It can depend, in part, on what the project is going to be. But speaking generally, soils with a high clay content are going to be tricky. That’s because the clay content will absorb a lot of water and expand, then contract as the water evaporates again. That creates a lot of shifting underneath the structure that can lead to cracks and issues in the foundation. Sandy soils can be difficult, too, as the small particles can shift easily out of place and are difficult to compact and consolidate.
However, there isn’t really an issue with soil that can’t be overcome with the correctly engineered solutions. Even in soils with high clay contents, deep foundations or manipulating the water table can help keep the ground and the foundation stable. For sandy soils, compaction is often key in increasing the stability while deep foundation can also be beneficial.
What about various soil types at one site?
It’s not totally uncommon for job sites to have soil that varies from one part of the site to another, particularly in large-scale projects that cover a large swath of ground. In these cases, a geotechnical designer will take into account the soil types present across the entirety of the project and design a solution for each area. This is one of the reasons it’s so beneficial to work with an experienced geotechnical engineer; what works in one part of the project might not work in another.
The Important Role Water Plays in Geotechnical Design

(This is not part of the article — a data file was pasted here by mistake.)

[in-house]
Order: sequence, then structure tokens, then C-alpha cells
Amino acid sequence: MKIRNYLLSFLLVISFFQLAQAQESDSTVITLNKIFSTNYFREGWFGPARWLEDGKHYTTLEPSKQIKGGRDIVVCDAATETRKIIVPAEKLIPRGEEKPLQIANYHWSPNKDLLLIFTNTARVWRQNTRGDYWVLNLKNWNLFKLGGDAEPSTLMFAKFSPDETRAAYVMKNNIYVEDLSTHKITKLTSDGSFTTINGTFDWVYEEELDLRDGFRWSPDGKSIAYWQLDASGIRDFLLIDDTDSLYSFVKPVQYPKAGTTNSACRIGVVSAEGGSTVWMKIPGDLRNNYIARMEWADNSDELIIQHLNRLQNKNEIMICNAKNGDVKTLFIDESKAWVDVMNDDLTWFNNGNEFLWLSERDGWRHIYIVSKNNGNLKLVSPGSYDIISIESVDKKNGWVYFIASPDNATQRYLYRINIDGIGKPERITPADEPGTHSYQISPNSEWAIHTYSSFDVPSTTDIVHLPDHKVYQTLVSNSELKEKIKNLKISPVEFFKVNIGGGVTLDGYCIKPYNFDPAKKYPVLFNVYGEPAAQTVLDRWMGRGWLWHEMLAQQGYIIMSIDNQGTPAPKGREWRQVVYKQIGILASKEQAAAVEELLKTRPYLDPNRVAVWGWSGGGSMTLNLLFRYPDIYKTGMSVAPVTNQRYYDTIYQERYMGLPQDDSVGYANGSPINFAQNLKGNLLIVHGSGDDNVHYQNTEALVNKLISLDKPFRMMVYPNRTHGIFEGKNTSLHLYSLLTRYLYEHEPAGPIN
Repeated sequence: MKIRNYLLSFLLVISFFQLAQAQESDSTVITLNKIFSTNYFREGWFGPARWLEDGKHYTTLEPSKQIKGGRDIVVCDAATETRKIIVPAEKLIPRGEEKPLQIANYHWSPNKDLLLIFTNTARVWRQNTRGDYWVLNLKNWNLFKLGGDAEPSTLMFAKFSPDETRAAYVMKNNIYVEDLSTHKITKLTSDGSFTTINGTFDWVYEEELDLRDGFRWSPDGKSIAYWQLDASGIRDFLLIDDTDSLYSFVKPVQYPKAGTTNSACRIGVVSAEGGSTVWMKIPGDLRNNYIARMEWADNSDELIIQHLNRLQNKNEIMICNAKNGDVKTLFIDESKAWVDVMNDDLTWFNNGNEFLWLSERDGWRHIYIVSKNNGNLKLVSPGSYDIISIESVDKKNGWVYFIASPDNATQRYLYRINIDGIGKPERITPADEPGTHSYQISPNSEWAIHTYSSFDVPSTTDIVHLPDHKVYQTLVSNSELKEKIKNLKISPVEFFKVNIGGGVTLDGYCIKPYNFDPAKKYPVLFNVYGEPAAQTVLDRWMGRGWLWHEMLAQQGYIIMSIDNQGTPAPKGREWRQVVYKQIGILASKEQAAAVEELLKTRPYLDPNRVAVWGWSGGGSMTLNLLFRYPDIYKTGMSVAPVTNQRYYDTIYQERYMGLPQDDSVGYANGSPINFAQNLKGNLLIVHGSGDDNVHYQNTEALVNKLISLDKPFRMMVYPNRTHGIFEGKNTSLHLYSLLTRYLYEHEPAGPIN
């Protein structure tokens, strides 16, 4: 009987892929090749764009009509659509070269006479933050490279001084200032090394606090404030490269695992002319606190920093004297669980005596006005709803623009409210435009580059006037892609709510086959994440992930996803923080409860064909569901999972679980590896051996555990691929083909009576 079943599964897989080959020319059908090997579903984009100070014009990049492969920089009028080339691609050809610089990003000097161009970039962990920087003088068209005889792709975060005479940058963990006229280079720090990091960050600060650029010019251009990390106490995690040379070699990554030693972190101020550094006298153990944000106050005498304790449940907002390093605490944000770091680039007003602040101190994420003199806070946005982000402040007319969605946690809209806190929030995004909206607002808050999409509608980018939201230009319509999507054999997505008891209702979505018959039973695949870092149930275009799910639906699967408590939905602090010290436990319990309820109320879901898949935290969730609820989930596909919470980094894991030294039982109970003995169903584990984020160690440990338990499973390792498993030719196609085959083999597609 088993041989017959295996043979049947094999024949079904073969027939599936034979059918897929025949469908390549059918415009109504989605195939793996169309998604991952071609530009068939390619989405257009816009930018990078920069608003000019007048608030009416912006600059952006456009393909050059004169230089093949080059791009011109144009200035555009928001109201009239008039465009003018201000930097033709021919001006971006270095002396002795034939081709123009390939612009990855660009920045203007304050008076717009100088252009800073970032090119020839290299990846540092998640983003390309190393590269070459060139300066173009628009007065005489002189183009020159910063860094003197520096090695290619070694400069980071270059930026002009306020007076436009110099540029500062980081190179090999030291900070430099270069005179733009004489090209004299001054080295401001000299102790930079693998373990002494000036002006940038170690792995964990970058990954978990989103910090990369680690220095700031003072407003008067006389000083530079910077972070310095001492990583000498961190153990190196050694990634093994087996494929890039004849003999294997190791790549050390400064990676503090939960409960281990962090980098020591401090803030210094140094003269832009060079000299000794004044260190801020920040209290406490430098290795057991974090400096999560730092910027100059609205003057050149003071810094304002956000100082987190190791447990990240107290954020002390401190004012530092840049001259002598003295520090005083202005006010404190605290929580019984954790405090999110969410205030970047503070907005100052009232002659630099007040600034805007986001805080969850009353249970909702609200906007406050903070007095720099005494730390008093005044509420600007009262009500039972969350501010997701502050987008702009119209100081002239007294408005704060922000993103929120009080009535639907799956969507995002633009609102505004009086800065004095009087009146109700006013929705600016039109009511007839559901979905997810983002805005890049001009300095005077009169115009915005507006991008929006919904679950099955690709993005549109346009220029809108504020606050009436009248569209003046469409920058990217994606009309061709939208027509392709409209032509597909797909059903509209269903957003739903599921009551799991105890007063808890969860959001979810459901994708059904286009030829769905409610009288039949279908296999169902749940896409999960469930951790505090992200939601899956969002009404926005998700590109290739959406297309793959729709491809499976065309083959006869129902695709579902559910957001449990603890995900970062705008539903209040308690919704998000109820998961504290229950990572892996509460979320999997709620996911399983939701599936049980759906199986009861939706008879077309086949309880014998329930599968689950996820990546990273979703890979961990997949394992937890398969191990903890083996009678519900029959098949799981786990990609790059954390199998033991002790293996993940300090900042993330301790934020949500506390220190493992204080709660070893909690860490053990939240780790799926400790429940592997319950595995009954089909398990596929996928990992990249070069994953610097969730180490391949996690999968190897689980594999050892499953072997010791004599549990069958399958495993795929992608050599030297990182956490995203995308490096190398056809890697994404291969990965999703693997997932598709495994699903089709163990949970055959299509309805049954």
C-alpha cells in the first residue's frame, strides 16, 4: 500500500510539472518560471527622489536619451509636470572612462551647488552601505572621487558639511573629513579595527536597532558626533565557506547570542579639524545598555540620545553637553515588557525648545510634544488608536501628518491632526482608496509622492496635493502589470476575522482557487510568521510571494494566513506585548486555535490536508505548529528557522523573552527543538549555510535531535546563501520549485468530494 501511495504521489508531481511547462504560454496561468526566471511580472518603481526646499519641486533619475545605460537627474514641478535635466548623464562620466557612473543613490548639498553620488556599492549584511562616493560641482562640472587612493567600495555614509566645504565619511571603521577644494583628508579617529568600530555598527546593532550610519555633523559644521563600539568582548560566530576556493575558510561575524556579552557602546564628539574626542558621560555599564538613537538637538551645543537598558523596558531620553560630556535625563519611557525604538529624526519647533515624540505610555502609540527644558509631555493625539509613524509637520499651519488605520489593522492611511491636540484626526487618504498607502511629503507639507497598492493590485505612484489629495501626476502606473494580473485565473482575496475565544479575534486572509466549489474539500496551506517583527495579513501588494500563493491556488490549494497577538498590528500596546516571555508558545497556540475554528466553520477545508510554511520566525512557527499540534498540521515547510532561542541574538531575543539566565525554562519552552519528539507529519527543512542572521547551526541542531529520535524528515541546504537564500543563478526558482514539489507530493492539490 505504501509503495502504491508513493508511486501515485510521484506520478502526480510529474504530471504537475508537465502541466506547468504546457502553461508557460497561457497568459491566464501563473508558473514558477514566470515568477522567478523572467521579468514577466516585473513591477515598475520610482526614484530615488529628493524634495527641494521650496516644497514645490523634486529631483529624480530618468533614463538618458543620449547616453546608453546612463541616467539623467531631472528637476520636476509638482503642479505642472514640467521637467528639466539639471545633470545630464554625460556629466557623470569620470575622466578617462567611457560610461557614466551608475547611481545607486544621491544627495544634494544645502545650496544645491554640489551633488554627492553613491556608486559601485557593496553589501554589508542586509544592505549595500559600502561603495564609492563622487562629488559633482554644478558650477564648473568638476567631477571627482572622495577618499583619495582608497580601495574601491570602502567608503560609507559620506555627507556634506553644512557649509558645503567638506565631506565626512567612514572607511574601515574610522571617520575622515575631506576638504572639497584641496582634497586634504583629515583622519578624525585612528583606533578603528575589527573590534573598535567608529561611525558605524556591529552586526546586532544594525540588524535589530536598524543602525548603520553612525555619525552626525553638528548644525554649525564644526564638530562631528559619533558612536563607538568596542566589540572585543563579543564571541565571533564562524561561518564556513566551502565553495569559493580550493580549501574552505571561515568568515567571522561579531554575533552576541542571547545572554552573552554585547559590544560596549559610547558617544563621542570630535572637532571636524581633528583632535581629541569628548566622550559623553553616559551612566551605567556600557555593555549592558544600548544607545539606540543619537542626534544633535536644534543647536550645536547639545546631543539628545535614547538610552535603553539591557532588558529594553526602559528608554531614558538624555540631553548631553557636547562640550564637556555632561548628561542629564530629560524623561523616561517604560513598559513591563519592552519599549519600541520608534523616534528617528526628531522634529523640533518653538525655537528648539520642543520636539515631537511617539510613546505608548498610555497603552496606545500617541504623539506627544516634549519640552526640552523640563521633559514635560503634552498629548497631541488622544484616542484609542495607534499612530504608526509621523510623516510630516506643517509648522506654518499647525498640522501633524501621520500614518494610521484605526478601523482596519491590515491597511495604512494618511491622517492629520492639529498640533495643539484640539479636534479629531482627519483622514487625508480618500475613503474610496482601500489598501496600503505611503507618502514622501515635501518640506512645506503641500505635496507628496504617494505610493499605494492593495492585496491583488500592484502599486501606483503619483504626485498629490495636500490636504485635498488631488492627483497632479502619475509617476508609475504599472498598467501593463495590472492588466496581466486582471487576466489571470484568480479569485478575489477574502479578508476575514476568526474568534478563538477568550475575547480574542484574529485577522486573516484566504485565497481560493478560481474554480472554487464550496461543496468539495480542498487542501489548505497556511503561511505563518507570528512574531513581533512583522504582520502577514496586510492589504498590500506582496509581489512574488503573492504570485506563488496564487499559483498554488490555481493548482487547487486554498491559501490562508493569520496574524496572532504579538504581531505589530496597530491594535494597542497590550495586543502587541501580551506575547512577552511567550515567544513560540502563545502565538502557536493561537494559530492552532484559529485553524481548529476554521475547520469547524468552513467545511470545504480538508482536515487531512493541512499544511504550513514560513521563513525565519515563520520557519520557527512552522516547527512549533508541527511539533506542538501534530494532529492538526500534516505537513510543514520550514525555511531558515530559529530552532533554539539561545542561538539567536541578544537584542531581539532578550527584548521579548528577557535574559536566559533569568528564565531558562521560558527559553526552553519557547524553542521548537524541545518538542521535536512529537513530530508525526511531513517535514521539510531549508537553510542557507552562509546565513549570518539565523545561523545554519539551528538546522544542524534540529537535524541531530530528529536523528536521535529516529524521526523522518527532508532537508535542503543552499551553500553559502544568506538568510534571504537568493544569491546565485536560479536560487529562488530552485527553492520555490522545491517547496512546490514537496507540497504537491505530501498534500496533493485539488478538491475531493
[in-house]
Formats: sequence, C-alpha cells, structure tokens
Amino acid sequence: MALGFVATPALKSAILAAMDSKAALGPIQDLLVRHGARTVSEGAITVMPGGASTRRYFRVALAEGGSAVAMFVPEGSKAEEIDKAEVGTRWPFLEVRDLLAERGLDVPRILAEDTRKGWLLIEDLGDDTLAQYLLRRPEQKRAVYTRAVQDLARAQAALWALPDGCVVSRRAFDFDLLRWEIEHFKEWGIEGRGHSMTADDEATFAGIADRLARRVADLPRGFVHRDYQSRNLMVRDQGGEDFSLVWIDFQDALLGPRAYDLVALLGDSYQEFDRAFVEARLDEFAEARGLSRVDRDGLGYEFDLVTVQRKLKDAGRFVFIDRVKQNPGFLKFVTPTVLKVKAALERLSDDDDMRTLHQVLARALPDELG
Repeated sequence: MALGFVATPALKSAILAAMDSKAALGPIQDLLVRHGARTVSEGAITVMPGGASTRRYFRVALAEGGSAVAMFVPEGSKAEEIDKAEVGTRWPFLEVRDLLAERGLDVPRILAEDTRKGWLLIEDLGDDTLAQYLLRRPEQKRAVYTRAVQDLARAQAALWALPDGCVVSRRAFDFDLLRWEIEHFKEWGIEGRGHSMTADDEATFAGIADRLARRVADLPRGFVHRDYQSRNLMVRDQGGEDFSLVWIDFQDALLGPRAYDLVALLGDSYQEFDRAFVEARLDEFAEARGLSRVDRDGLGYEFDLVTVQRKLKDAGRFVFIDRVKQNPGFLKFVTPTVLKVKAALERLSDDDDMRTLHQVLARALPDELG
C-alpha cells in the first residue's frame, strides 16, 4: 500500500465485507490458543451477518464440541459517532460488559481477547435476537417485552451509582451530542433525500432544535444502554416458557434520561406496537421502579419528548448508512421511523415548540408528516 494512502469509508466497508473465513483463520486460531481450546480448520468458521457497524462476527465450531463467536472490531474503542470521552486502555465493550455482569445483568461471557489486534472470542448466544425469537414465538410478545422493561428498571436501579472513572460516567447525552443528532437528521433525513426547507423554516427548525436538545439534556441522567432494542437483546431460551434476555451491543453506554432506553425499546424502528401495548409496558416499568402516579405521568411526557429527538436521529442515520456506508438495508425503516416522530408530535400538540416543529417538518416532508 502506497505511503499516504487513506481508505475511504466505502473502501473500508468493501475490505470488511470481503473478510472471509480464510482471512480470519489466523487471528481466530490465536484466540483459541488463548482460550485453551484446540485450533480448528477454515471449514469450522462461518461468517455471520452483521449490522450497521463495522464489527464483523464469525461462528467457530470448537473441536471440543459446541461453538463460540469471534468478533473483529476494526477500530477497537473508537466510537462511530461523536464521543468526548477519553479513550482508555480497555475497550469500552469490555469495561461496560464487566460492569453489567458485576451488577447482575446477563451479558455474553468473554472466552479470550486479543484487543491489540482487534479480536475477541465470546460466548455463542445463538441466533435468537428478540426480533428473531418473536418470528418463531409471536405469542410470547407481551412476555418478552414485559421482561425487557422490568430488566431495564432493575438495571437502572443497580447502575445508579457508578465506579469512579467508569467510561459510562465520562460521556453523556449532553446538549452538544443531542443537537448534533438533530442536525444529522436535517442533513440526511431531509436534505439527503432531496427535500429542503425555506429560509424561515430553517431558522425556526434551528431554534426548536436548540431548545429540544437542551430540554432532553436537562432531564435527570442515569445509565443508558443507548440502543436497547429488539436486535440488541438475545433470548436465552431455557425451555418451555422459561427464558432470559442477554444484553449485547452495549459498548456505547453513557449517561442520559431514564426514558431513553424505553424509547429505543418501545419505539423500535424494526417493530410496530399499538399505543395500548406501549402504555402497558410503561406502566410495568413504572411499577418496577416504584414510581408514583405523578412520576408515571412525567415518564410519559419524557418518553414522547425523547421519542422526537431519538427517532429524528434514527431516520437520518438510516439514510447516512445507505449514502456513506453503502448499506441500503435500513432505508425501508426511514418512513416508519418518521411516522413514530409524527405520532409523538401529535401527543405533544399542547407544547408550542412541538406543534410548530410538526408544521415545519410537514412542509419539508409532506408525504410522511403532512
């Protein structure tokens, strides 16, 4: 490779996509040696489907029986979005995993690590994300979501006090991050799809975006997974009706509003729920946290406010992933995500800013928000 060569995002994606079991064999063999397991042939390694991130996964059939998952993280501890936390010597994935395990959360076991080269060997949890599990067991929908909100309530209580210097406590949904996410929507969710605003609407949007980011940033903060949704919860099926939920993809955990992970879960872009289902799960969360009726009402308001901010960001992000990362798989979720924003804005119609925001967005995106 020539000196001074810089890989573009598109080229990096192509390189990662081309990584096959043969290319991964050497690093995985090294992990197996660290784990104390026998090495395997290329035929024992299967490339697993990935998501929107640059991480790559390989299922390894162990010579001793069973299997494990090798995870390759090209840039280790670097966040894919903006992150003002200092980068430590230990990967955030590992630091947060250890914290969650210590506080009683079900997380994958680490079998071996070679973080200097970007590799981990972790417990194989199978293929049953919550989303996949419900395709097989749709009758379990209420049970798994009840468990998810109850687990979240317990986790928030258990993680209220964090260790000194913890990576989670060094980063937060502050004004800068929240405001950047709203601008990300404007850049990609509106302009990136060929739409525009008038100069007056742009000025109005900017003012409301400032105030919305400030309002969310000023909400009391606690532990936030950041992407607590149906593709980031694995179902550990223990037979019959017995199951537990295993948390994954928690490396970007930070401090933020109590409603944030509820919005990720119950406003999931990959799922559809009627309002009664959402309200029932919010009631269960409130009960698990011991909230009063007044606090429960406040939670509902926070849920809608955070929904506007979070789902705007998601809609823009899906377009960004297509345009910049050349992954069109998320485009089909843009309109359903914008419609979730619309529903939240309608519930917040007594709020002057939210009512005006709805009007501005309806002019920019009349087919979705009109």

No matter what kind of soil you have at your construction site, water is going to affect it and play an important role in stability. In clay soils, more moisture in the ground, either from groundwater, rainwater, or other sources, can cause the soil to swell and put pressure on the foundations. In sandy soils, water can quickly shift the ground around and reduce the stability underneath the foundation. A geotechnical design will take moisture into consideration in all conditions and account for the impact it has on the area. Solutions can be put in place to help control the amount of moisture reaching the soil, including adequate drainage, retaining walls, or working with the water table.
Solutions Available for Unstable Soils
CMI Structural Solutions has worked on job sites all across the Northeast, helping analyze soil content and then designing reinforcement solutions that help keep projects safely in place. Our solutions have helped many projects reduce their budgets; when the right solutions are in place, it can cut down on the size of the foundation and reduce the construction costs. What kind of solution is right is going to largely depend on what we discover during our soil and site survey, but those solutions could include one or more of the following: